NEW YORK (Dec. 16)
Israel must double its gross national product so that its economic strength may match its military might, the chairman of the Knesset Security Committee, Moshe Arens, told the Conference of Presidents of Major American Jewish Organizations.
In a briefing yesterday to the Conference following a two-week visit to the United States, during which he met with Congressional leaders. of both parties as well as with members of President-elect Reagan’s transition team, Arens said it was “essential for Israel to take advantage of its strong economic potential.
“We have the talent to double our GNP from $3,500 per person to $8,000 per person,” Arens, said. “But to achieve this goal, which would enable us to be as strong economically as we are militarily, we need greater economic assistance from the United States, mare support from American Jews and stepped-up investment of American companies in Israeli industry.”
Arens, an American who studied engineering at the Massachusetts Institute of Technology and Cal. Tech be fore emigrating to Israel, reported that Israel’s Westwind executive jet already had 10 percent of the American market and that a similar share of the U.S. market had been won by the Elscint CAT scanner, a sophisticated medical diagnostic device.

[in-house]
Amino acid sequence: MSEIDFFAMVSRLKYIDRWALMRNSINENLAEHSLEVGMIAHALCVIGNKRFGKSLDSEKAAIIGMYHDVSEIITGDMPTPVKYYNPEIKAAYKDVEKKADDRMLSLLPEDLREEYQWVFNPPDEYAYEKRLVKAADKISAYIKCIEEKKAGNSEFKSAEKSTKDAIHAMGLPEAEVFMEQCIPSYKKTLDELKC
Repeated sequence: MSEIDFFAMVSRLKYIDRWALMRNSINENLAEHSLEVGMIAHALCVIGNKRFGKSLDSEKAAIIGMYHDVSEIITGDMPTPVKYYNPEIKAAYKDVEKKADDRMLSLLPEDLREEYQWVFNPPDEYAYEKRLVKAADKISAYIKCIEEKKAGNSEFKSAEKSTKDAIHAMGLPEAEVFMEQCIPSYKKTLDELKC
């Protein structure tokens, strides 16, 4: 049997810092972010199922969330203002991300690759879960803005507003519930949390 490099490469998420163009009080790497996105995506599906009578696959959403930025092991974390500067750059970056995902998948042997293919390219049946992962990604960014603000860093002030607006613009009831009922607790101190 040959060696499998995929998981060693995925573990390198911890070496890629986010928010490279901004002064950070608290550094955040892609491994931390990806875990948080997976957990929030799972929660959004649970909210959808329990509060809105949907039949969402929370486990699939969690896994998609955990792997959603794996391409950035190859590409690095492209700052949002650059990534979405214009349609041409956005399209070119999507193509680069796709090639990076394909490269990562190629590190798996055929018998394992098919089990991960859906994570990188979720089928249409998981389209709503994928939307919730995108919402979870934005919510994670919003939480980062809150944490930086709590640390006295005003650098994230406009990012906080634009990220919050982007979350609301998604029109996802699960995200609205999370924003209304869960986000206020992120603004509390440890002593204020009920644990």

REPORTS ON MILITARY THREATS
While optimistic about the potential for Israeli economic growth, Arens delivered a sober report on the military threat that he said would face the Jewish state if Saudi Arabia received additional firepower and fuel tanks for the F-15 jet fighter-bombers which the Carter Administration pushed through Congress two years ago and if Jordan received additional tanks from the United States.
He said that Israel, now a “major military power,” was fully able to defend itself against its neighbors “and even those states at some distance from us. But we cannot indefinitely continue our qualitative superiority in the face of new arms sales to Jordan and Saudi Arabia of high quality American equipment.”
The Knesset leader said he was “deeply impressed by the tremendous work done on the American scene by the American Jewish community” but cautioned that the incoming Reagan Administration was under “powerful pressure” to appease the Arabs rather than to strengthen the U.S. Israeli alliance.
Arens said he believes that Reagan “takes the Soviet threat more seriously than President Carter. Therefore I believe that it is possible to forge a new and strong U.S. -Israeli alliance, one that will strengthen the United States by strengthening Israel.”